September 29, 2015 | John Seidensticker

Biodiversity resilience in the Central Indian Highlands is contingent on maintaining and recovering landscape connectivity: the tiger as a case study

Corridors (variably called landscape linkages, connectors, and gateways) are expanses of a landscape that facilitate the flow or movement of individuals, genes, and ecological processes. Protected areas with their buffer zones and the corridors that connect them are cornerstones of
modern conservation actions to maintain the biodiversity we have and restore what we have lost….

2015 | Olivia E. Freeman, Lalisa A. Duguma and Peter A. Minang

Operationalizing the integrated landscape approach in practice

The terms “landscape” and “landscape approach” have been increasingly applied within the international environmental realm, with many international organizations and nongovernmental organizations using landscapes as an area of focus for addressing multiple objectives, usually related to both environmental and social goals. However, despite a wealth of literature on landscapes and landscape approaches, ideas relating to landscape approaches are diverse and often vague, resulting in ambiguous use of the terms….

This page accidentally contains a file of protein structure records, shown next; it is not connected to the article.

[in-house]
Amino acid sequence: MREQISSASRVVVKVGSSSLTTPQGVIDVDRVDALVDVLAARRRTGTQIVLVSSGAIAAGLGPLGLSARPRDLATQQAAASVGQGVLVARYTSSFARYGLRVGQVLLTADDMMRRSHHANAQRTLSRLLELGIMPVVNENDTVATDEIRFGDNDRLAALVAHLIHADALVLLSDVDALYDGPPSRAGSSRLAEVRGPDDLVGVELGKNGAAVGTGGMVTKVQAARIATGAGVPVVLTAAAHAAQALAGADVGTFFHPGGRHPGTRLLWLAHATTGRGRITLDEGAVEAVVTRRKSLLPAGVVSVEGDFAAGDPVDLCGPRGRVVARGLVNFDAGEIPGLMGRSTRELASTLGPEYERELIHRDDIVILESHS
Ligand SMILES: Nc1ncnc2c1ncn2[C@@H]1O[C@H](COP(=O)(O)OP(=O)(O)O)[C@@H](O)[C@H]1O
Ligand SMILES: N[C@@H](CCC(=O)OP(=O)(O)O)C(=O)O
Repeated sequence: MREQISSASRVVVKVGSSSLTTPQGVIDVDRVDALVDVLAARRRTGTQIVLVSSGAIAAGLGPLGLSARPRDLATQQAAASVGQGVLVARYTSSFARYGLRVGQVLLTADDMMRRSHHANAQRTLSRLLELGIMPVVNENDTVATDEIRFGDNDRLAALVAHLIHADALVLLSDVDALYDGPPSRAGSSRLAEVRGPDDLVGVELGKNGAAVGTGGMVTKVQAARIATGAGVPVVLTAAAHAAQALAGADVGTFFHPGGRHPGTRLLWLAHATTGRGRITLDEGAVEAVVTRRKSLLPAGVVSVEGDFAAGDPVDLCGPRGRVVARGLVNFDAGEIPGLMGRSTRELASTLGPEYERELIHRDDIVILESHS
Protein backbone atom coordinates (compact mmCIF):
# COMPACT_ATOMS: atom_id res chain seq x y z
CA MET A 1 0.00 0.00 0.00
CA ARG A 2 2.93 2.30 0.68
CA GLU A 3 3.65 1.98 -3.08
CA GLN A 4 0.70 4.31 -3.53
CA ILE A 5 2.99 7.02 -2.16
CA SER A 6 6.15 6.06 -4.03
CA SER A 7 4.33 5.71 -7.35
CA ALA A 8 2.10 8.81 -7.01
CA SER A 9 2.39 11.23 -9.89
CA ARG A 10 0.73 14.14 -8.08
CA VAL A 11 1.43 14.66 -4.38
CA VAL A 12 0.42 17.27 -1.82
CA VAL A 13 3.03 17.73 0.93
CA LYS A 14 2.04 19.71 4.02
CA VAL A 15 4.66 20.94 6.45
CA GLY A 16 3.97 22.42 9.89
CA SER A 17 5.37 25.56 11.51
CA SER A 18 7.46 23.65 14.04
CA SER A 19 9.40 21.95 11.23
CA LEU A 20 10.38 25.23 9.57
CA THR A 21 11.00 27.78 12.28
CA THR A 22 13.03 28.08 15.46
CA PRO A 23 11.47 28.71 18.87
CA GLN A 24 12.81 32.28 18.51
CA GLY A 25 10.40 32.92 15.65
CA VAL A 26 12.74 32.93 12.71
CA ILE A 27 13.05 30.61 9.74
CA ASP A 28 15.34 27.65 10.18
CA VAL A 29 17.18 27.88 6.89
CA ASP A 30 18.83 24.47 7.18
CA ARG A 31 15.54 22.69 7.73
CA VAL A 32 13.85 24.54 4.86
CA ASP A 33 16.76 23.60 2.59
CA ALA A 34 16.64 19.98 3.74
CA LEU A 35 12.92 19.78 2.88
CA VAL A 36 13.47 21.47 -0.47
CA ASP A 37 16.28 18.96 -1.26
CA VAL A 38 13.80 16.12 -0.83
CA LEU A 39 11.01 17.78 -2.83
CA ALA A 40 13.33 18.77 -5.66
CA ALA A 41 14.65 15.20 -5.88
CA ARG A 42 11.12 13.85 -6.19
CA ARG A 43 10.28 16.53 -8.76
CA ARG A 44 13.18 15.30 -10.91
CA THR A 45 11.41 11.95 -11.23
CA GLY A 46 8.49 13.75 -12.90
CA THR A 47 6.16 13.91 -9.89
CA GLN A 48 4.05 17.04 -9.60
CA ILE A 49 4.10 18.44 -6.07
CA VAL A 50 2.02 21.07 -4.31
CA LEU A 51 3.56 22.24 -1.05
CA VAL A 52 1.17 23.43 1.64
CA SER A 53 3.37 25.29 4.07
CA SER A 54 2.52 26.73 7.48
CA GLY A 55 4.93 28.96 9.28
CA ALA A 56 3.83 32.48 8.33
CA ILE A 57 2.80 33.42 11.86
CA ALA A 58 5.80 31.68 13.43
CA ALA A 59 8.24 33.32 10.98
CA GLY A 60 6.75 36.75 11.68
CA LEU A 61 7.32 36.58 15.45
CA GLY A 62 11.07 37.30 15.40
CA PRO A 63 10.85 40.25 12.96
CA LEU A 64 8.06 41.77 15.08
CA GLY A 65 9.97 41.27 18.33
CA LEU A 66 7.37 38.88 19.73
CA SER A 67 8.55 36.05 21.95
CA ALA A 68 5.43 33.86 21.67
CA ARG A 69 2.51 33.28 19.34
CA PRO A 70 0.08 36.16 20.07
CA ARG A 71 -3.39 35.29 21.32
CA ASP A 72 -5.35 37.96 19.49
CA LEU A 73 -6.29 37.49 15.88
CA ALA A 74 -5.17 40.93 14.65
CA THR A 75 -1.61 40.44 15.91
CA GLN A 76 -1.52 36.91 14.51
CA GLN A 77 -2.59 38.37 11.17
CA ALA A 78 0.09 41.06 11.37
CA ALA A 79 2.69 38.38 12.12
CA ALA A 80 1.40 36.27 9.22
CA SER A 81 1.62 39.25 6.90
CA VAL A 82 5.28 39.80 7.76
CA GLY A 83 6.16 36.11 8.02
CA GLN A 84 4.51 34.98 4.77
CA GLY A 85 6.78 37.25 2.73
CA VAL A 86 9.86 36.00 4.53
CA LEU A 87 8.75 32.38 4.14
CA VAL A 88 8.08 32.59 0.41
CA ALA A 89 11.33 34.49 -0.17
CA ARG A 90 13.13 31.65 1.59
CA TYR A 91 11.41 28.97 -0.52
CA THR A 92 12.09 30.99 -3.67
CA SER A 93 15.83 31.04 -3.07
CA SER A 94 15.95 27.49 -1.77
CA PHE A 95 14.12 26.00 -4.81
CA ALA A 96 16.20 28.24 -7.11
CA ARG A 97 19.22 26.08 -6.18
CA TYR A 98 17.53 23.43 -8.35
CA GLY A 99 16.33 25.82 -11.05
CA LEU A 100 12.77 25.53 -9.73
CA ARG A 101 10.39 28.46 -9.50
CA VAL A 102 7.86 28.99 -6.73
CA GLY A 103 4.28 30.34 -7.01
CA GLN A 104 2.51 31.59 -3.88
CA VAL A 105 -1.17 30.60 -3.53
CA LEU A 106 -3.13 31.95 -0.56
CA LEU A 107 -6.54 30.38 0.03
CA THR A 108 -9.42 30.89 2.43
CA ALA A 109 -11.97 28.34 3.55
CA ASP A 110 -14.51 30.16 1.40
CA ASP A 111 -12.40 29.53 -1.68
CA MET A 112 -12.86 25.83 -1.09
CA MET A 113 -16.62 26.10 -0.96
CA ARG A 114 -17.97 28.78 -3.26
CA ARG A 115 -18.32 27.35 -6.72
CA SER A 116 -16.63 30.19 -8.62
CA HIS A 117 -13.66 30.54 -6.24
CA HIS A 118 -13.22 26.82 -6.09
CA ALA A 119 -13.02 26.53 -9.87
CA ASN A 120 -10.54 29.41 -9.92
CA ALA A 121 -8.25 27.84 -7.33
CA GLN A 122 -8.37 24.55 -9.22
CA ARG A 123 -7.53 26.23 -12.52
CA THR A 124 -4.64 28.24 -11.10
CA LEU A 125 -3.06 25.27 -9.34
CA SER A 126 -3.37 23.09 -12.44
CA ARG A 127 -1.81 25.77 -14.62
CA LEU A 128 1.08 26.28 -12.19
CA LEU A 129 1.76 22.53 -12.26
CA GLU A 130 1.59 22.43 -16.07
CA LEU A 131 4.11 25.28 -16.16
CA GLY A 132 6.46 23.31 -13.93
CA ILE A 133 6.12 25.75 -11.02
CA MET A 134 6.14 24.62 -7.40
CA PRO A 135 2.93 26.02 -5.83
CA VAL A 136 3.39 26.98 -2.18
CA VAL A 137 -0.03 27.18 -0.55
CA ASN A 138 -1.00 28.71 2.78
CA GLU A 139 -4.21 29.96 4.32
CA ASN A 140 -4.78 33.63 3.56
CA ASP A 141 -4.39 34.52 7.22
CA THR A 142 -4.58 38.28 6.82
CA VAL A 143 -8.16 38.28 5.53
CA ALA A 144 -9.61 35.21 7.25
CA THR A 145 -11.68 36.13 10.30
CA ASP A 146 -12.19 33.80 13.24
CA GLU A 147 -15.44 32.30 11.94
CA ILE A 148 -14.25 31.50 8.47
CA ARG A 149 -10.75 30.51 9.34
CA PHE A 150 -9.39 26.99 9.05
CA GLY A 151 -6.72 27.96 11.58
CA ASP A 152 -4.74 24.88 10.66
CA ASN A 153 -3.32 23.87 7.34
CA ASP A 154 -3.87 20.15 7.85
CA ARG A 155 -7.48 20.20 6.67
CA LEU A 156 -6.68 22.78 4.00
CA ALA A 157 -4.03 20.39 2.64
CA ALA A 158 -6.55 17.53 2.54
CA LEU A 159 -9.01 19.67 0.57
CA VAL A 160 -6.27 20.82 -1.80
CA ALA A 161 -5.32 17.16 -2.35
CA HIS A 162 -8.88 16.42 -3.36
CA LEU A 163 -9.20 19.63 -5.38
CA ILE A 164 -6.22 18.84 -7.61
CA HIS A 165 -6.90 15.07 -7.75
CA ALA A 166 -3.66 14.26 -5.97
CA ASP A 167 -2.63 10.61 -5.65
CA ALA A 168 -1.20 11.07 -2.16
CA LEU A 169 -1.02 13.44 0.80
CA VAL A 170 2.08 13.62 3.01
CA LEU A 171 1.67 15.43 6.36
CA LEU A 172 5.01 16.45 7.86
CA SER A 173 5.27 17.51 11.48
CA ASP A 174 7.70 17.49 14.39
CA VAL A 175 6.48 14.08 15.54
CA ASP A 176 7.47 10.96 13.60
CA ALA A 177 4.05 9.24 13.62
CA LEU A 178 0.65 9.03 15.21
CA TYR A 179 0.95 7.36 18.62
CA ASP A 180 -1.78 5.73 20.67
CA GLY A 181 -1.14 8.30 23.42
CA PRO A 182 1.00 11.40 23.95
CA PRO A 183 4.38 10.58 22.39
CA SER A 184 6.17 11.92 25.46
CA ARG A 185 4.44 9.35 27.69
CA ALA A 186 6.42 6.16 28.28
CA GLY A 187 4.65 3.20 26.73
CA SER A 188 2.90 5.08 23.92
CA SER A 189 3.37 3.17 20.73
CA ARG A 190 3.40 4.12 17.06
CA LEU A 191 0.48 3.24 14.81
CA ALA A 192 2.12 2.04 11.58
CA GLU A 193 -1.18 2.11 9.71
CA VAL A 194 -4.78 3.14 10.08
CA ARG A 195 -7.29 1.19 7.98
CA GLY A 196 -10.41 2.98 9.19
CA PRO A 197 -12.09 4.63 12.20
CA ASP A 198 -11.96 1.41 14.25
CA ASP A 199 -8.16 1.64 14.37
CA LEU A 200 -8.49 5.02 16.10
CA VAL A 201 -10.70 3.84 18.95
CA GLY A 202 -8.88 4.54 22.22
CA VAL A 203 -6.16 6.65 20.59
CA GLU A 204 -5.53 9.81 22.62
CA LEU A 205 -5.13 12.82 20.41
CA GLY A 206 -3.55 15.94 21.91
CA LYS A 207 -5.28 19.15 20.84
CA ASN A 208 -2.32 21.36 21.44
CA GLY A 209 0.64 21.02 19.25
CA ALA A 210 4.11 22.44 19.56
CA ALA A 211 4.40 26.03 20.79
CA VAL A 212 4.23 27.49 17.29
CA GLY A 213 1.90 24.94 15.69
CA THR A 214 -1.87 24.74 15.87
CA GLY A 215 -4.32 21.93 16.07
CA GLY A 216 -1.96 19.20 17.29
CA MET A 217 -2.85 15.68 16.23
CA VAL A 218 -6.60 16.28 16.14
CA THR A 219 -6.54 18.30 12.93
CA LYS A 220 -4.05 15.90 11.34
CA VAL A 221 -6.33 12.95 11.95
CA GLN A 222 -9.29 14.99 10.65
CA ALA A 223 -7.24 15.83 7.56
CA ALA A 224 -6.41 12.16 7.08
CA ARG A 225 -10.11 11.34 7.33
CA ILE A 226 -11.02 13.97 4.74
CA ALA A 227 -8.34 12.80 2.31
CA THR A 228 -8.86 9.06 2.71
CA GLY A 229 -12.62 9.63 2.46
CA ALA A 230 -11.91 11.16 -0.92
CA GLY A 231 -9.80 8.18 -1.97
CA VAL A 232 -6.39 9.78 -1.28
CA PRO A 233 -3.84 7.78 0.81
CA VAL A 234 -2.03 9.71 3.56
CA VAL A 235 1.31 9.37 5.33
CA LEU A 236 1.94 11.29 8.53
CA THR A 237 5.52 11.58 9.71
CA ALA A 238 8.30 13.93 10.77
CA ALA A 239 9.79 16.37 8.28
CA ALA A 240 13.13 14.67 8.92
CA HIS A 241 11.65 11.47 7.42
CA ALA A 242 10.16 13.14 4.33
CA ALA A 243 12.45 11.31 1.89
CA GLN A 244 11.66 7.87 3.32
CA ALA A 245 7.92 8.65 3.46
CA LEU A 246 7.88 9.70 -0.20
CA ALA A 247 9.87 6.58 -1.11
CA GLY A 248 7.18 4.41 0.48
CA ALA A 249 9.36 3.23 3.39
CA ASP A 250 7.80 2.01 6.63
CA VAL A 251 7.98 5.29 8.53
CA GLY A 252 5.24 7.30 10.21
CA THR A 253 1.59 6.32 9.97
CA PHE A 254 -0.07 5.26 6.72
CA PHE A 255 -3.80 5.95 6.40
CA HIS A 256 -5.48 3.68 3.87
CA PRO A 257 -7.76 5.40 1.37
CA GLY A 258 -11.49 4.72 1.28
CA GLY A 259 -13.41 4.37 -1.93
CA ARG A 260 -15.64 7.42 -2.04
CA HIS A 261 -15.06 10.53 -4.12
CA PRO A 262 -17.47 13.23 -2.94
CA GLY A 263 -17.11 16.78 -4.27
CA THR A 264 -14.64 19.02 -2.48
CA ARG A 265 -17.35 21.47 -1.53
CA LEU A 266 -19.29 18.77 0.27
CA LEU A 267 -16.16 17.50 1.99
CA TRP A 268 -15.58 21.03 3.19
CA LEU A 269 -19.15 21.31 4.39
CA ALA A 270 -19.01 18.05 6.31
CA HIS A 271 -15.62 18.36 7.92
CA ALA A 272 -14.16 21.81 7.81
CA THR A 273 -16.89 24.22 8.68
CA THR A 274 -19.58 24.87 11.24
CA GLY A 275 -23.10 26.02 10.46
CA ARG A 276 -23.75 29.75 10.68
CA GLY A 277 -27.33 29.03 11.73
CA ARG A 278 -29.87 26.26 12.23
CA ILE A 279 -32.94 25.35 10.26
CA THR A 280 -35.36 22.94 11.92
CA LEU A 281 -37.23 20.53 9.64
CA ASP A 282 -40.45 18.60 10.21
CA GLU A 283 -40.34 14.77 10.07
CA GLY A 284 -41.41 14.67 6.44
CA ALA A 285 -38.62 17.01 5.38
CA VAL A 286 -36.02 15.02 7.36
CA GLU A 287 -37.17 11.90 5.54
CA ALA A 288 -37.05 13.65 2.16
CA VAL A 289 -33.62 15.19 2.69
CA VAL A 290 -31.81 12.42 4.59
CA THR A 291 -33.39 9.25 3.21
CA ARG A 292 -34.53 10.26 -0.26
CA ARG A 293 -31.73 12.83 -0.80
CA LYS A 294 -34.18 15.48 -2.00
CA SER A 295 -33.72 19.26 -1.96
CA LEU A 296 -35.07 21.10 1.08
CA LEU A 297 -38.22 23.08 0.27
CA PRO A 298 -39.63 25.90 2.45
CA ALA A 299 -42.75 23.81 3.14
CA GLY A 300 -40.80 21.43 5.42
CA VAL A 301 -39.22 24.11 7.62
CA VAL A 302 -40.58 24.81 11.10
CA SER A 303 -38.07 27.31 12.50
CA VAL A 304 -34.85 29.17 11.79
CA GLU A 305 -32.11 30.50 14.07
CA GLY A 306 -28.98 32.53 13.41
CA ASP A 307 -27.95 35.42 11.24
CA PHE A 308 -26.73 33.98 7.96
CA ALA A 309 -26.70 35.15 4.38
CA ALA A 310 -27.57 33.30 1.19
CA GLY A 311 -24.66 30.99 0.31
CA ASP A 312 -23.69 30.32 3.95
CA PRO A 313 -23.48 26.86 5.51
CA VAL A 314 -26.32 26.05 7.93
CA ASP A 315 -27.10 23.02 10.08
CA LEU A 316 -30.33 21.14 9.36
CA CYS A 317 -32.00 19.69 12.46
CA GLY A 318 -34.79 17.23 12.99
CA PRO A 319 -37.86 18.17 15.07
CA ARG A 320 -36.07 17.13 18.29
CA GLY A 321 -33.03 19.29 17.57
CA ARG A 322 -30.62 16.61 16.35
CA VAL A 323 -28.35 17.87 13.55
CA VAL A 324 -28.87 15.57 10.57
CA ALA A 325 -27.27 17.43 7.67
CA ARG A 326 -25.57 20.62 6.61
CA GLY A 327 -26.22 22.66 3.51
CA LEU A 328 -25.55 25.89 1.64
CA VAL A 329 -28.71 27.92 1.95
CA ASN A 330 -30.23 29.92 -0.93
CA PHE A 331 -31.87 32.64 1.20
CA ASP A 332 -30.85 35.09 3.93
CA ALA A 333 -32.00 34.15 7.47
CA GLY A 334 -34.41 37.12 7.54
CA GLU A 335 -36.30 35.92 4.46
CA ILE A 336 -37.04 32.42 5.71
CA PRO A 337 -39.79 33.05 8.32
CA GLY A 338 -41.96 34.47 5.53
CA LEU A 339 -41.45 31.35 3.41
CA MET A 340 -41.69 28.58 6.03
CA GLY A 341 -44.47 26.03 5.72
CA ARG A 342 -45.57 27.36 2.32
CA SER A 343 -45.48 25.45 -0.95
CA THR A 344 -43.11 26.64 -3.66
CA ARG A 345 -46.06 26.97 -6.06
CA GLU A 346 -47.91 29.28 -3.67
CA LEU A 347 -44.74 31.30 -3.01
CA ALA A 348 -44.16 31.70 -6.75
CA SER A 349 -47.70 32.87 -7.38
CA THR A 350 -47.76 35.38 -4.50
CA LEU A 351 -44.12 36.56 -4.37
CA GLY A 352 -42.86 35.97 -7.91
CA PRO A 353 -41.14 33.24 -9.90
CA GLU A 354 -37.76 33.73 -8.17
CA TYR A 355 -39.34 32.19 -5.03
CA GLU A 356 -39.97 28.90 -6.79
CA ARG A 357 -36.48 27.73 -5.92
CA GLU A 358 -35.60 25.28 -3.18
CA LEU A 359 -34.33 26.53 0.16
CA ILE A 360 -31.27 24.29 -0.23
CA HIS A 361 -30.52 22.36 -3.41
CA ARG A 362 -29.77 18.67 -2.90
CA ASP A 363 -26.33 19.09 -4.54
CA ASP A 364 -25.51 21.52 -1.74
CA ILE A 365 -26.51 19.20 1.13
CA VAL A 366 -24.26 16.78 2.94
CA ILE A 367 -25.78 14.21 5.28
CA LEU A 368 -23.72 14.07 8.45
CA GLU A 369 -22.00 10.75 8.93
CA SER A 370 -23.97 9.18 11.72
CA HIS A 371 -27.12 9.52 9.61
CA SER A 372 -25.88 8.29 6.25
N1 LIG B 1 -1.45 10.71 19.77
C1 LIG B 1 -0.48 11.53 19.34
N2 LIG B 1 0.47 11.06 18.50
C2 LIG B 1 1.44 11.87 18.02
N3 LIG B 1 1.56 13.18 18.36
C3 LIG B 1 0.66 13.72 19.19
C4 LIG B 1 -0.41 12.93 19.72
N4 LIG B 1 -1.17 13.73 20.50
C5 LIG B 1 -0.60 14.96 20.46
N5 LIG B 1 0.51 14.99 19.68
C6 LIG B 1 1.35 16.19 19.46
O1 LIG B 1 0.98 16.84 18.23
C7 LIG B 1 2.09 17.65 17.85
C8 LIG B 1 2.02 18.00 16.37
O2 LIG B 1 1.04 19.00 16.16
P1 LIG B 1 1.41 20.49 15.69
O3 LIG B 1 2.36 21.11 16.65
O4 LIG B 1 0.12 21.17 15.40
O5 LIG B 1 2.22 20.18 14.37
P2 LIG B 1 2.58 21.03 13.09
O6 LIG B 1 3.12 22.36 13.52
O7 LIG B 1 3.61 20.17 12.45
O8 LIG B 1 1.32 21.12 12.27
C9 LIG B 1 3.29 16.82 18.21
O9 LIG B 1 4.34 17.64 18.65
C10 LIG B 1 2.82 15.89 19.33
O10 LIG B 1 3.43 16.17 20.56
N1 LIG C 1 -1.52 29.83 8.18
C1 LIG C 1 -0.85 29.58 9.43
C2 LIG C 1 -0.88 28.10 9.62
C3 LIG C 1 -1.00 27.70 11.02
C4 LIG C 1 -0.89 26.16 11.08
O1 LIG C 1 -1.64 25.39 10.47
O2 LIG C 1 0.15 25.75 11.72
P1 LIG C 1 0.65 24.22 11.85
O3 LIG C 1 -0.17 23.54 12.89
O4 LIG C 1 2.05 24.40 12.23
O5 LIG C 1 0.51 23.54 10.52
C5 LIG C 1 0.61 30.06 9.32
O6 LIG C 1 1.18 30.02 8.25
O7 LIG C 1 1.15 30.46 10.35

2014 | James Reed, Liz Deakin and Terry Sunderland

What are ‘Integrated Landscape Approaches’ and how effectively have they been implemented in the tropics: a systematic map protocol

There is an increasing acceptance that sectorial approaches to land management are no longer sufficient to meet global challenges such as poverty alleviation, biodiversity conservation, and food production. The pressing challenge of integrated landscape management is to link agricultural practices, institutions and policies with other landscape-scale activities. “Integrated Landscape Approaches” provide a basic framework for balancing competing demands and integrating policies for multiple land uses within a given area…

March 24, 2014 | Vidya Athreya, R. Navya, Girish A. Punjabi, John D. C. Linnell, Morten Odden, S. Khetarpal and K. Ullas Karanth

Movement and activity pattern of a collared tigress in a human-dominated landscape in central India

Tigers (Panthera tigris) are wide-ranging species, and a permeable landscape matrix outside Protected Areas (PAs) is extremely important for their dispersal. A tigress which had fallen in a water duct in the Nagpur district was rescued by the Forest Department on 12th October, 2011 and released on 27th November, 2011 in a forest adjacent to the site of capture. A GPS-GSM collar that we fitted on her indicated that she remained in the same forest area until 25th December, 2011, and then moved eastwards into a human-dominated landscape where she was present until 25th March, 2012, after which the GPS battery ceased to function…